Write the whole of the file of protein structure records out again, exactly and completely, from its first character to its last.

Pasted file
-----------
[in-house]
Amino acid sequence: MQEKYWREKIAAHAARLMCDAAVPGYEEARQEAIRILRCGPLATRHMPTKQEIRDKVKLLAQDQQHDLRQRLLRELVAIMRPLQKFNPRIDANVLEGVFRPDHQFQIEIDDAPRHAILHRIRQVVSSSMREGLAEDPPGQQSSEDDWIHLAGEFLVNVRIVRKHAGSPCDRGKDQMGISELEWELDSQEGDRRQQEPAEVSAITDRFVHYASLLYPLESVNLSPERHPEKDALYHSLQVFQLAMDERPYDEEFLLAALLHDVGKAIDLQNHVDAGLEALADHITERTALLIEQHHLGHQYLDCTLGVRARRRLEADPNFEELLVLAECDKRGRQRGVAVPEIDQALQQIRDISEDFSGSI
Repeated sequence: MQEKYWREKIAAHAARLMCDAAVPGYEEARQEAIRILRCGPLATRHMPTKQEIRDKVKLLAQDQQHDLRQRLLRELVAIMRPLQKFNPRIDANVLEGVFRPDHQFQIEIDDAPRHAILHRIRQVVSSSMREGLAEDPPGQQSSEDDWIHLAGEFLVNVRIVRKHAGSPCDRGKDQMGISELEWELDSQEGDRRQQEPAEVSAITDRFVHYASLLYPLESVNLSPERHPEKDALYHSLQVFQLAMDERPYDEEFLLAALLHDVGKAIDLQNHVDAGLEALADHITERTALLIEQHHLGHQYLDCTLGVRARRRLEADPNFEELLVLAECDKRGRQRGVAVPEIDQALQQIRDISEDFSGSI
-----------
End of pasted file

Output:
[in-house]
Amino acid sequence: MQEKYWREKIAAHAARLMCDAAVPGYEEARQEAIRILRCGPLATRHMPTKQEIRDKVKLLAQDQQHDLRQRLLRELVAIMRPLQKFNPRIDANVLEGVFRPDHQFQIEIDDAPRHAILHRIRQVVSSSMREGLAEDPPGQQSSEDDWIHLAGEFLVNVRIVRKHAGSPCDRGKDQMGISELEWELDSQEGDRRQQEPAEVSAITDRFVHYASLLYPLESVNLSPERHPEKDALYHSLQVFQLAMDERPYDEEFLLAALLHDVGKAIDLQNHVDAGLEALADHITERTALLIEQHHLGHQYLDCTLGVRARRRLEADPNFEELLVLAECDKRGRQRGVAVPEIDQALQQIRDISEDFSGSI
Repeated sequence: MQEKYWREKIAAHAARLMCDAAVPGYEEARQEAIRILRCGPLATRHMPTKQEIRDKVKLLAQDQQHDLRQRLLRELVAIMRPLQKFNPRIDANVLEGVFRPDHQFQIEIDDAPRHAILHRIRQVVSSSMREGLAEDPPGQQSSEDDWIHLAGEFLVNVRIVRKHAGSPCDRGKDQMGISELEWELDSQEGDRRQQEPAEVSAITDRFVHYASLLYPLESVNLSPERHPEKDALYHSLQVFQLAMDERPYDEEFLLAALLHDVGKAIDLQNHVDAGLEALADHITERTALLIEQHHLGHQYLDCTLGVRARRRLEADPNFEELLVLAECDKRGRQRGVAVPEIDQALQQIRDISEDFSGSI